By Sonia Hickey and Ugur Nedim
A former male escort who pleaded guilty to having sex with a minor has won the right to apply for admission as a lawyer.
The law graduate, known only as KMB, successfully appealed a decision by the Queensland Legal Practitioner Admissions Board (LPAB), who had ruled he was not a ‘fit and proper’ person to practise law.
KMB graduated from Queensland University of Technology with first class honours, after having pleaded guilty to sex offences nearly a decade earlier.
He later disclosed the offences to the LPAB, admitting that he was sentenced in 2008 for two counts of unlawful sodomy and two of indecent treatment of a child under sixteen.
The offences occurred during the course of his work as a male escort.
Fit and proper person
The LPAB found that KMB was not a fit and proper person to join the legal profession and refused his application on 4 October 2016.
However, the law graduate took his fight all the way to the Supreme Court which overruled that decision and decided in his favour. The court remarked:
“Section 31(3) provides that the court may consider a person to be a fit and proper person to be admitted to the legal profession despite the existence of a suitability matter, such as the commission of these offences, ‘because of the circumstances relating to the matter”.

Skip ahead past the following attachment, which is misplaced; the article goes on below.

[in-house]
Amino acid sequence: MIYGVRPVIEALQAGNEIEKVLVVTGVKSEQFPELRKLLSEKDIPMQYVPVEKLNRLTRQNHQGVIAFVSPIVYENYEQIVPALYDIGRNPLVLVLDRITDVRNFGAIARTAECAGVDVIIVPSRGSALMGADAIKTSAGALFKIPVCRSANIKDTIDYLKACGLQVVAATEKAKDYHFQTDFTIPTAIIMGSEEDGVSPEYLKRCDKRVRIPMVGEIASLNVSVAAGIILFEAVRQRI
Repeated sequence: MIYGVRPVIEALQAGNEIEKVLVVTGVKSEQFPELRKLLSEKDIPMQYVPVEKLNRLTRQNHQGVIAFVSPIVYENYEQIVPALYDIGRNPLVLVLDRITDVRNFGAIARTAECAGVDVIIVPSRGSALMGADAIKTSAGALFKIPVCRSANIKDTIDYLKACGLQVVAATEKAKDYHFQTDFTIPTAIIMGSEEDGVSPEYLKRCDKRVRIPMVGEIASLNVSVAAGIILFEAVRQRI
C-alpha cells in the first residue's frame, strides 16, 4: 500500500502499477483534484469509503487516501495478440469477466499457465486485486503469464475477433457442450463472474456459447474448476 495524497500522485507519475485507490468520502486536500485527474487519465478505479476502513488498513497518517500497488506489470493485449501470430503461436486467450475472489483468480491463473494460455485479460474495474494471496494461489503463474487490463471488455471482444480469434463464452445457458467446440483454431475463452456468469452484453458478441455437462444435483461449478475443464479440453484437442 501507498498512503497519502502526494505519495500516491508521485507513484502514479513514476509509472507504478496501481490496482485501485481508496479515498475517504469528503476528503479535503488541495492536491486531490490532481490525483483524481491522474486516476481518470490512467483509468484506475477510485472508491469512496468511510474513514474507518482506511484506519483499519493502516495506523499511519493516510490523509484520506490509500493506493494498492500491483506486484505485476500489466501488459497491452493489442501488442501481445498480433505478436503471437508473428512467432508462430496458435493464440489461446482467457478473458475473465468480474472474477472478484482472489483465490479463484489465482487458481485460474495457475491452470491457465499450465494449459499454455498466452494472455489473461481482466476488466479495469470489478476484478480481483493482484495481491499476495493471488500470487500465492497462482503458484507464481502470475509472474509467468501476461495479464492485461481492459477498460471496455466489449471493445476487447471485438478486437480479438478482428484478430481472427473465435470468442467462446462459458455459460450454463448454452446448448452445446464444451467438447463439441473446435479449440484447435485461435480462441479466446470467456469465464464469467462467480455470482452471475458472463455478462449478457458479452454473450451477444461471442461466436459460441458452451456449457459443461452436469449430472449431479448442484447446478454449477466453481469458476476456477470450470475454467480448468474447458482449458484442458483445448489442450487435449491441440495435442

“The circumstances, as we have related them, do not, in our view, render the appellant not a fit and proper person to be admitted”.
Sex with a minor
At the time of the offences, KMB was in his mid-twenties and had been placing advertisements in the personal section of newspapers for his services as a sex worker for male clients.
One client, whom KMB had consensual sex with, was only fifteen at the time, a fact KMB did not know until later when the young man’s father discovered text messages between the two.
Police questioned KMB over the incident, and he admitted to the encounters and failing to make sufficient enquiries as to the age of the minor. He pleaded guilty and demonstrated contrition. He had no prior criminal history.
Unlike in NSW, courts in Queensland have the power to impose a range of penalties on adults without recording convictions against them. The court ultimately placed KMB on a two year good behaviour bond and ordered him to undertake 240 hours of community service, but did not record a conviction.
The law graduate told the Supreme Court that he began working as an escort from the age of twenty but stopped shortly after being prosecuted. He then decided to pursue a career in law.
“It is not contended by the board, nor could it be contended, that these offences demonstrate such an ongoing flaw in the appellant’s character that he could not be considered a fit and proper person to be admitted”, the Supreme Court noted.
“Rather, the commission of these offences should properly be regarded as aberrant behaviour on the part of an otherwise decent young man”.
The court set aside the LPAB’s decision and cleared the way for KMB’s fresh application for admission as a lawyer.